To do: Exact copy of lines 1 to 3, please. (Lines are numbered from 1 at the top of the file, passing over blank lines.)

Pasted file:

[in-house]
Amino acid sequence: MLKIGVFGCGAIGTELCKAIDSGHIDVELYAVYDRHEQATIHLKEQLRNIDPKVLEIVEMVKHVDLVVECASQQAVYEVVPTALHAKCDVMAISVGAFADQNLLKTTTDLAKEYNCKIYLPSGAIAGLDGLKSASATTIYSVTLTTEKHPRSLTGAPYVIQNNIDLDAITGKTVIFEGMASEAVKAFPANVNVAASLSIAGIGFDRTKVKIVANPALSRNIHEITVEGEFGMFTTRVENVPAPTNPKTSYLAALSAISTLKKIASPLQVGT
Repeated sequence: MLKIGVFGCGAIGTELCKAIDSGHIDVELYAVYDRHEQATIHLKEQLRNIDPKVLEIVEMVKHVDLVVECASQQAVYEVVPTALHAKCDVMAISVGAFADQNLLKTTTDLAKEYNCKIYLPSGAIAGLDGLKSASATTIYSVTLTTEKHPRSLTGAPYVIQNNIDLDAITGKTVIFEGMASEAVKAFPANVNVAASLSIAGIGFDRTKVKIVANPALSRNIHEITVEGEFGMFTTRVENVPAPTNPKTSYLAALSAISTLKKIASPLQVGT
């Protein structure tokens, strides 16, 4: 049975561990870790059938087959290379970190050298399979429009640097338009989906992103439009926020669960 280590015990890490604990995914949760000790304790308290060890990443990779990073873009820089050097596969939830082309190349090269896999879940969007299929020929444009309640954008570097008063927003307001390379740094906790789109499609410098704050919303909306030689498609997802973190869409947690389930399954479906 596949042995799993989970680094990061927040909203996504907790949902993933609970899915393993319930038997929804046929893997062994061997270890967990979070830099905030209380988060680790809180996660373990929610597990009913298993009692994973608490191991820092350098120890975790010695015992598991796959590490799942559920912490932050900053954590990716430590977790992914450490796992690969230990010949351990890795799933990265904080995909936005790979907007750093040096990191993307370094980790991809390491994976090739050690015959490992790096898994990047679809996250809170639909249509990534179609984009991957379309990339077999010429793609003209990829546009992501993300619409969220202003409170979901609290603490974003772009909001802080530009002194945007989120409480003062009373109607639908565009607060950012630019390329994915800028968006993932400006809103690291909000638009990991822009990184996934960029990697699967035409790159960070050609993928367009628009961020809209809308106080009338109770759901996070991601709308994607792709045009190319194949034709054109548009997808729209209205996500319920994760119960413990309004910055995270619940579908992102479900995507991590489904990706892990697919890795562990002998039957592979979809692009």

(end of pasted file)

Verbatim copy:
[in-house]
Amino acid sequence: MLKIGVFGCGAIGTELCKAIDSGHIDVELYAVYDRHEQATIHLKEQLRNIDPKVLEIVEMVKHVDLVVECASQQAVYEVVPTALHAKCDVMAISVGAFADQNLLKTTTDLAKEYNCKIYLPSGAIAGLDGLKSASATTIYSVTLTTEKHPRSLTGAPYVIQNNIDLDAITGKTVIFEGMASEAVKAFPANVNVAASLSIAGIGFDRTKVKIVANPALSRNIHEITVEGEFGMFTTRVENVPAPTNPKTSYLAALSAISTLKKIASPLQVGT
Repeated sequence: MLKIGVFGCGAIGTELCKAIDSGHIDVELYAVYDRHEQATIHLKEQLRNIDPKVLEIVEMVKHVDLVVECASQQAVYEVVPTALHAKCDVMAISVGAFADQNLLKTTTDLAKEYNCKIYLPSGAIAGLDGLKSASATTIYSVTLTTEKHPRSLTGAPYVIQNNIDLDAITGKTVIFEGMASEAVKAFPANVNVAASLSIAGIGFDRTKVKIVANPALSRNIHEITVEGEFGMFTTRVENVPAPTNPKTSYLAALSAISTLKKIASPLQVGT